Problem when converting XCF to PNG in Command Line

scientillion

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I am getting the following error when trying to use ImageMagick for converting a xcf file to png:

[email protected]:~/$ convert Untitled.xcf Untitled.png
convert-im6.q16: memory allocation failed `Untitled.xcf' @ error/xcf.c/ReadXCFImage/1354.
convert-im6.q16: no images defined `Untitled.png' @ error/convert.c/ConvertImageCommand/3258.

Any idea how to fix this?
 


JasKinasis

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Not sure, it might be a bug with ImageMagick, or it could be some problem, or incompatibility with the .xcf file itself. :/

Another option might be to install the xcftools package, which if memory serves - contains a utility called xcf2png which can convert from .xcf to .png.

If you're on a Debian, or Debian derived distro I'm pretty certain the package is called xcftools, you should be able to install it via apt. if you're on another distro - you'll have to search your package manager and see if you can find it and install it with whatever package management system your installed distro uses!
 

appie

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Which version of GIMP did you use to create the image and what is your ImageMagick version?
 

wizardfromoz

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The OP did not say if he had GIMP installed, but it is a good GUI option.

... and welcome to linux.org to both @scientillion and @appie :)

If the OP uses GIMP, he can select the .xcf file and open it with GIMP, then choose export as and choose .png from the filetypes.

Chris Turner
wizardfromoz
 

appie

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Yeah, it is good GUI option... and according to this tool you need the latest version of ImageMagick to convert xcf images created with GIMP 2.0 and higher. Images from GIMP 1.x should also work with older versions of ImageMagick.
 
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scientillion

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Thanks a lot for all the replies! I tried xcf2png but it also threw a warning and did not produce usable output in my case:

xcf2png Untitled.xcf
Warning: XCF version 11 not supported (trying anyway...)

GIMP was not really an option for my use-case since I wanted to convert a bunch of files in the command line. What worked was using the latest version of ImageMagick (7.1.0). I used the portable, static build which was running like a charm on my Ubuntu install :)
 

dcbrown73

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I cannot really help you as I haven't tried to do that before. That said, I switched from ImageMagick to GraphicsMagick a a couple of years ago. It was faster and more efficient. Not to mention, I was having a hell of a problem getting the most recent (at the time) Python / ImageMagick to compile together.
 
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scientillion

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Well, in fact upgrading to ImageMagick 7.1.0 fully fixed the issue for me. I downloaded the static build directly from their website (Before I used 6.9.10-23, which threw the error).
 

appie

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There are lots of paid available on the web, you can convert your bunch of files as well.
 

JasKinasis

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GIMP was not really an option for my use-case since I wanted to convert a bunch of files in the command line. What worked was using the latest version of ImageMagick (7.1.0). I used the portable, static build which was running like a charm on my Ubuntu install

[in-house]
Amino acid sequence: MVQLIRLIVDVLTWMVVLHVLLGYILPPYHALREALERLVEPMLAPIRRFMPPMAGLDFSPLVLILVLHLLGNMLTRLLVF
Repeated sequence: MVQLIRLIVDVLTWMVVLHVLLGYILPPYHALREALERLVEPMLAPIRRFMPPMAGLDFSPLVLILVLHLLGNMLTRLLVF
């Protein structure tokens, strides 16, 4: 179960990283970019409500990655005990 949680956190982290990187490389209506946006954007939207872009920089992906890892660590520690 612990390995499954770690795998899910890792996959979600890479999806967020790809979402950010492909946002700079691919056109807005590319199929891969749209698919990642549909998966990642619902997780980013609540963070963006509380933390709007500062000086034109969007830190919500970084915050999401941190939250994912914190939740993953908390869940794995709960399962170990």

I know this problem has already been solved, but I thought I’d mention this.

You may not know it, but GIMP has a batch mode and a couple of scripting interfaces. It is possible to write scripts in GIMP that can batch convert files, or apply effects/filters/transformations to batches of files.

The following link documents a way to batch convert using Gimps default script-fu scripting interface - which is scheme based: (basically a dialect of lisp)

And there is the much more user friendly Python based Python-fu scripting interface:

Using one of Gimps scripting interfaces, you could create a script that will batch convert files in gimp - however, this route will probably only be useful if you already have some prior programming experience.

But if you do use Gimp a lot, then learning a bit about at least one of it’s scripting interfaces is time well spent.

Gimp doesn’t have any kind of macro recording/playback functionality, but for any repetitive actions you perform on files, or even particular layers in files - you can use the scripting interfaces to write your own scripts/plugins/extensions.

Again, it may take some time to learn how to use gimps scripting features, especially if you have little, or no programming experience. But if you spend a lot of time using Gimp, then adding your own extensions/plugins can be worthwhile in the long run.

I haven’t used Gimp for much recently, but I’ve used both of the scripting interfaces in the past. Some years back I helped write some scripts/plugins that one of my artist friends needed, in order to speed up his workflow for some of his projects. Including a few scripts that did batch conversion, or applied a series of effects/transformations to images, or even named layers in batches of files.

Unfortunately, I don’t know where any of those scripts are. They might be on one of my many backup drives, or they might even be on a data CD/DVD in the loft!! :/
 

wizardfromoz

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Couldn't decide between a Love and a Haha (re the loft) there so went with the Love, Jas.
 
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